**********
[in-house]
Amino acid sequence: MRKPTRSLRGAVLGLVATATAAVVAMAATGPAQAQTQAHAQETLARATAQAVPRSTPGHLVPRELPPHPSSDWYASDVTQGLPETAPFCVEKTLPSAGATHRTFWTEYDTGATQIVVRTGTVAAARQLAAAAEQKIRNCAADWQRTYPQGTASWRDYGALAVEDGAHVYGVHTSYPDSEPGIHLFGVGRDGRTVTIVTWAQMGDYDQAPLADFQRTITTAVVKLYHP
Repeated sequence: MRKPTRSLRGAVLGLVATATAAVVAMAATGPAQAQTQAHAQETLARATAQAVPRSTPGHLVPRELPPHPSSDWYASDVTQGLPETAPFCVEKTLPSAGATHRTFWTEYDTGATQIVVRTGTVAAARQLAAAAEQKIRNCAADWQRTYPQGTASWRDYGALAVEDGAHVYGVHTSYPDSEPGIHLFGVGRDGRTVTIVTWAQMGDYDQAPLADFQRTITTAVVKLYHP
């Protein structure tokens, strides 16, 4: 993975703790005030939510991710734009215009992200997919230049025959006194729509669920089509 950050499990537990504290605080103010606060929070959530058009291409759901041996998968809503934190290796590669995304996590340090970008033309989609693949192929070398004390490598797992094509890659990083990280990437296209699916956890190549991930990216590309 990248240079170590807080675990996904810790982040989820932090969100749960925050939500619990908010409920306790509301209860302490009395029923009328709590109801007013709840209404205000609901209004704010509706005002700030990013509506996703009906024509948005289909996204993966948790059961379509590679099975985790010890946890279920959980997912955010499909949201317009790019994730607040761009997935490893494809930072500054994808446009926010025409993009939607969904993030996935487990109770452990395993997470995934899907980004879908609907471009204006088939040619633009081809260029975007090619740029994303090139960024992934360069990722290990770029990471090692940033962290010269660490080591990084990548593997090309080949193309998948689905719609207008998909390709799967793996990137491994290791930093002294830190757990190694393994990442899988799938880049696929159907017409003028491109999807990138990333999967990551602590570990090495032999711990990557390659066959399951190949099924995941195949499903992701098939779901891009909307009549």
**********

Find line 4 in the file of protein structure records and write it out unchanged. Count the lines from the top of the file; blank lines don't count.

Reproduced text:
């Protein structure tokens, strides 16, 4: 993975703790005030939510991710734009215009992200997919230049025959006194729509669920089509 950050499990537990504290605080103010606060929070959530058009291409759901041996998968809503934190290796590669995304996590340090970008033309989609693949192929070398004390490598797992094509890659990083990280990437296209699916956890190549991930990216590309 990248240079170590807080675990996904810790982040989820932090969100749960925050939500619990908010409920306790509301209860302490009395029923009328709590109801007013709840209404205000609901209004704010509706005002700030990013509506996703009906024509948005289909996204993966948790059961379509590679099975985790010890946890279920959980997912955010499909949201317009790019994730607040761009997935490893494809930072500054994808446009926010025409993009939607969904993030996935487990109770452990395993997470995934899907980004879908609907471009204006088939040619633009081809260029975007090619740029994303090139960024992934360069990722290990770029990471090692940033962290010269660490080591990084990548593997090309080949193309998948689905719609207008998909390709799967793996990137491994290791930093002294830190757990190694393994990442899988799938880049696929159907017409003028491109999807990138990333999967990551602590570990090495032999711990990557390659066959399951190949099924995941195949499903992701098939779901891009909307009549």